Such alliances, it is learnt, create new families. When the women get pregnant, in some cases the men disappear, leaving them to carry the babies. Even if the men don’t take off, the children are illegals as well, with no birth certificates or passports. The children, therefore, don’t go to school, says Sr. Ursula, doling out statistics. There are around 40,000 Sri Lankan workers, mainly women, in Jordan. It is difficult to ascertain the number of “illegals” because they are in hiding but it could be as many as 6,000.
The King of Jordan has granted an amnesty to illegal migrant workers from June 1, cancelling all dues to the government. What illegal workers need to do is go to the Sri Lankan Embassy, get a travel document, secure a ticket and return to Sri Lanka.
“The return home is not smooth. Even when they come back, they are ostracized in their villages,” says Sr. Ursula.
Trafficking of under-age girls is also rampant, cautions this crusading nun. Kamala* had been sent to Jordan when she was 16, on a false passport. Having worked in the home of a journalist, she had run away with a Bangladeshi man, sans her passport which her employer kept locked up.
It was while she was pregnant that the man was deported. While struggling to bring up her child, she had befriended another pregnant woman whom the nuns think is a commercial sex worker. Soon after delivery, the woman had sold her day-old baby to an Iraqi, says Sr. Ursula, unfolding yet another pathetic story.
With the amnesty, all passports handed over to the police by the employers are released and Kamala gets hers back after 10 years, with the nuns taking a peek only to find that it is forged. “It is not her photo,” says Sr. Ursula.
The Bangladeshi man reappears in Kamala’s life and she becomes pregnant again. Her eldest child is now five years old. The nuns get a frantic call from hospital for Kamala has attempted an abortion, been rushed for medical care but cannot pay for treatment. The nuns pay the money and watch in sorrow as the doctors await the death of the baby in the womb before removal, for abortion is illegal in Jordan. The dead baby wrapped up in a bundle is handed over to Kamala for burial, as the nuns watch helplessly.
Four weeks ago it happens again – heavily pregnant Kamala is having difficulty delivering. The man has not come home. The doctors perform a caesarian but the baby lives only six hours. Another dead bundle is handed over to Kamala.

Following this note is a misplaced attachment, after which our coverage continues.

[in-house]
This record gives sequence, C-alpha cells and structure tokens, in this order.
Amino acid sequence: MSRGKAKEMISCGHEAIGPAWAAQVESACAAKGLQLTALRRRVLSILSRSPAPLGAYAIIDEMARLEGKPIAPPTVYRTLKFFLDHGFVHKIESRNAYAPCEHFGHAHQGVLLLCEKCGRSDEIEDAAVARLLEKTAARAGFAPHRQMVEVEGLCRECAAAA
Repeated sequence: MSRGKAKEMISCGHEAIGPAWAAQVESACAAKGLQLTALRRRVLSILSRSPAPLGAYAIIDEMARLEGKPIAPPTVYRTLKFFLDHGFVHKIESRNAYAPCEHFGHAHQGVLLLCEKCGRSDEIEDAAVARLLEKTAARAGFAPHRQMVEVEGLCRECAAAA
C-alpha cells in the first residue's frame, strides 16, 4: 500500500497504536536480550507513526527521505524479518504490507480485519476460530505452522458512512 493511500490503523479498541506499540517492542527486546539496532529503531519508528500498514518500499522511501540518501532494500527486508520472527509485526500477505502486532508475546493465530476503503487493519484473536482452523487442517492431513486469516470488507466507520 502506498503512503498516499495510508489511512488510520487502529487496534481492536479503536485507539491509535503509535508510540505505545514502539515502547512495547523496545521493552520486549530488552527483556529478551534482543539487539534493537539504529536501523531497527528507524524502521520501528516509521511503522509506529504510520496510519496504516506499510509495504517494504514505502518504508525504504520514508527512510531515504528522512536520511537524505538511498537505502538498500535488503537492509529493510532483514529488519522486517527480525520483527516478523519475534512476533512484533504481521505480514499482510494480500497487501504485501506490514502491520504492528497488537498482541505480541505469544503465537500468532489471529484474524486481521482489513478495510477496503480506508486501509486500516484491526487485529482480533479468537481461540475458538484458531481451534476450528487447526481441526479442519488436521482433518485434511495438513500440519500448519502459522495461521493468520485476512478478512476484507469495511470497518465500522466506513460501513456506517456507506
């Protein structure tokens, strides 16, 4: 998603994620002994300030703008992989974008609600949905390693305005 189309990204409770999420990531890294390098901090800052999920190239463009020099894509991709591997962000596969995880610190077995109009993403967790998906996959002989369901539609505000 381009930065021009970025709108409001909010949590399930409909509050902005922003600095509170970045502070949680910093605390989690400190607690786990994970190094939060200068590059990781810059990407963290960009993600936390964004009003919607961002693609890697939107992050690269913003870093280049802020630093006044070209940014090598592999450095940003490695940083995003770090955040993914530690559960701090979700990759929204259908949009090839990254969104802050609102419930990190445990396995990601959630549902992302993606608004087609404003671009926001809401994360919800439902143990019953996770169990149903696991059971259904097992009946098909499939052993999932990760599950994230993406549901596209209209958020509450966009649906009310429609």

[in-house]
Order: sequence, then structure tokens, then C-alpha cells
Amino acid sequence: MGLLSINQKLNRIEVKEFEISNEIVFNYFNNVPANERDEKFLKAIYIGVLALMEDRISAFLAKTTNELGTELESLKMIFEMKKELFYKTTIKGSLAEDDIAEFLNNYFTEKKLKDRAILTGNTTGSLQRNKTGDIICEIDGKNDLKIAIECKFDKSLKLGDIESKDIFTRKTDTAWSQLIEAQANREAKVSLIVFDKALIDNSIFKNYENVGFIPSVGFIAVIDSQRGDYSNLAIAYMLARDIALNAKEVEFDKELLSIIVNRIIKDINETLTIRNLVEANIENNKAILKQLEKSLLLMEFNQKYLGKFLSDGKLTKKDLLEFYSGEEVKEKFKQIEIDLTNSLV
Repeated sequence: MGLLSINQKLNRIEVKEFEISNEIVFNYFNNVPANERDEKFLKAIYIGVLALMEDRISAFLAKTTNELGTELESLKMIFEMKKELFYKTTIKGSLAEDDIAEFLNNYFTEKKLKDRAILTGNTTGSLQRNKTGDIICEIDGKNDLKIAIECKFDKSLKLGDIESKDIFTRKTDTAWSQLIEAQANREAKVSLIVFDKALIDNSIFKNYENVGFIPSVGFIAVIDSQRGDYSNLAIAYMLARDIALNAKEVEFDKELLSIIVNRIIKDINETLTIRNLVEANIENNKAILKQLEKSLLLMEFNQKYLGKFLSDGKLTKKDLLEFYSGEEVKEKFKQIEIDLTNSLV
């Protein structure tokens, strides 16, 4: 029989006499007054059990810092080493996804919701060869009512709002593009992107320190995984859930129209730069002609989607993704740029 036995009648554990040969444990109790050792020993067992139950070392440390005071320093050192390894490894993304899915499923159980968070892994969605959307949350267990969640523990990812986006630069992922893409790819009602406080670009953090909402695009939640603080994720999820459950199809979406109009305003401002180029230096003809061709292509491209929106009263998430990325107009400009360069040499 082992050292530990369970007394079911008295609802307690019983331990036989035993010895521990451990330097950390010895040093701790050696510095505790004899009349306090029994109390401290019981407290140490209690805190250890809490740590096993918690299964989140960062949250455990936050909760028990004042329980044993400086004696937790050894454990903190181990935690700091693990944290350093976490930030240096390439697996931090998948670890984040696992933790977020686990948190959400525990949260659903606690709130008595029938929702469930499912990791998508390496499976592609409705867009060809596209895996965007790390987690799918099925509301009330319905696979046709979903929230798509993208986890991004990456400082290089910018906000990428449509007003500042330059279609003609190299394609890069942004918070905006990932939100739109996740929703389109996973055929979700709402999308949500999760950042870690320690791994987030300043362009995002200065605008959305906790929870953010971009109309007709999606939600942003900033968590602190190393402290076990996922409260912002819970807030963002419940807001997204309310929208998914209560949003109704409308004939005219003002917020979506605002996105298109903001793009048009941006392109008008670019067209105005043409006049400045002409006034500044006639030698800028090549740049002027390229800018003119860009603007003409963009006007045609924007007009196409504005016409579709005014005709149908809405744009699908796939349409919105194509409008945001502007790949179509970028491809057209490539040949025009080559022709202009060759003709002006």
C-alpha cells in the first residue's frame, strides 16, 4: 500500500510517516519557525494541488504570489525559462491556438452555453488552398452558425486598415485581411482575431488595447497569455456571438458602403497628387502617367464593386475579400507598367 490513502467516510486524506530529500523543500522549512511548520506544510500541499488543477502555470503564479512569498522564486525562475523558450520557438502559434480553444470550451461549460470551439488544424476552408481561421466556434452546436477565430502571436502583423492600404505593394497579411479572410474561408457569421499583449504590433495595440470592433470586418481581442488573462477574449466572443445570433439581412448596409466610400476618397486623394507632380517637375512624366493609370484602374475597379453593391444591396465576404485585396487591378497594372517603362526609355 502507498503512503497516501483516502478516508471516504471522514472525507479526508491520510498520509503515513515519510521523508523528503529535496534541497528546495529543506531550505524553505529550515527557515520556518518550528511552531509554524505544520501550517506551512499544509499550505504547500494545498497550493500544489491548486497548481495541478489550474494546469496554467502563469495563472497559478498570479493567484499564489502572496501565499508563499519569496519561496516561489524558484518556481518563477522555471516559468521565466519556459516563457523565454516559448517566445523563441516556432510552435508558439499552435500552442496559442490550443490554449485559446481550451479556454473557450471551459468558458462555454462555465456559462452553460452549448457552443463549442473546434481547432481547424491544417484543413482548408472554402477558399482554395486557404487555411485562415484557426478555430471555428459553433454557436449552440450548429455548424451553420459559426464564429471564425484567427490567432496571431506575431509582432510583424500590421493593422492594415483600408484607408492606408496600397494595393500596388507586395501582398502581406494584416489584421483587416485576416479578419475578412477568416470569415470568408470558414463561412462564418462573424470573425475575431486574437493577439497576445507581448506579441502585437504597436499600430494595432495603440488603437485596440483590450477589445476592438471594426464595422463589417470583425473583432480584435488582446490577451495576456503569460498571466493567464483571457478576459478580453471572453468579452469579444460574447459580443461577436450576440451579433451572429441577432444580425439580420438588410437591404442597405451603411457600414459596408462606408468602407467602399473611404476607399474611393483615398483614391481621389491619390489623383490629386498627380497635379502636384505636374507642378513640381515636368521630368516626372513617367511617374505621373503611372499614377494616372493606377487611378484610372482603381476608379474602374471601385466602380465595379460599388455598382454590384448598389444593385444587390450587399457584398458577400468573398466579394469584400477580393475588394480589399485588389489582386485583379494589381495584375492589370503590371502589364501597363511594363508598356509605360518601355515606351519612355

Back home many a potential housemaid is told that there is only a little ironing, a little wiping of the floor as work in Jordan. They think it is very easy to hop on a plane and get out in Jordan and work. They are not prepared psychologically or mentally, says Sr. Ursula, urging that action is needed not only on the part of the housemaids to prepare well before coming over to Jordan but also the authorities to ensure that they are equipped with skills as well as the mindset to take up jobs far away from home.
For these crusading nuns, this is a lost and voiceless generation that needs to be pulled back from an abyss of shame and ignominy.
Save Kande Sriyani
A priority on the itinerary in Sri Lanka of the two nuns is getting a letter of appeal into the hands of President Mahinda Rajapaksa.
Sr. Concy and Sr. Ursula are lobbying for Kande Sriyani from Ratgama who is languishing in Juweida Prison in Amman on a 15-year sentence for murder.
There are extenuating circumstances, pleads Sr. Ursula, pointing out that it has been more a case of self-defence than premeditated murder.
Sriyani, a factory worker runs away and is befriended by a Sri Lankan woman living in a slum, who allegedly is a Madame running a house of ill-fame. Sriyani is told in no uncertain terms that she has to “live” with the woman’s Indian friend and threatened with a hammer when she refuses.
“In terror and desperation, she seizes the hammer from the woman and hits her on the forehead. The blow is fatal. Sriyani herself reports the incident and gives herself up to the police,” says Sr. Ursula.
Please intervene and save this hapless woman, is the plea of the nuns.
(* Names have been changed to protect identities)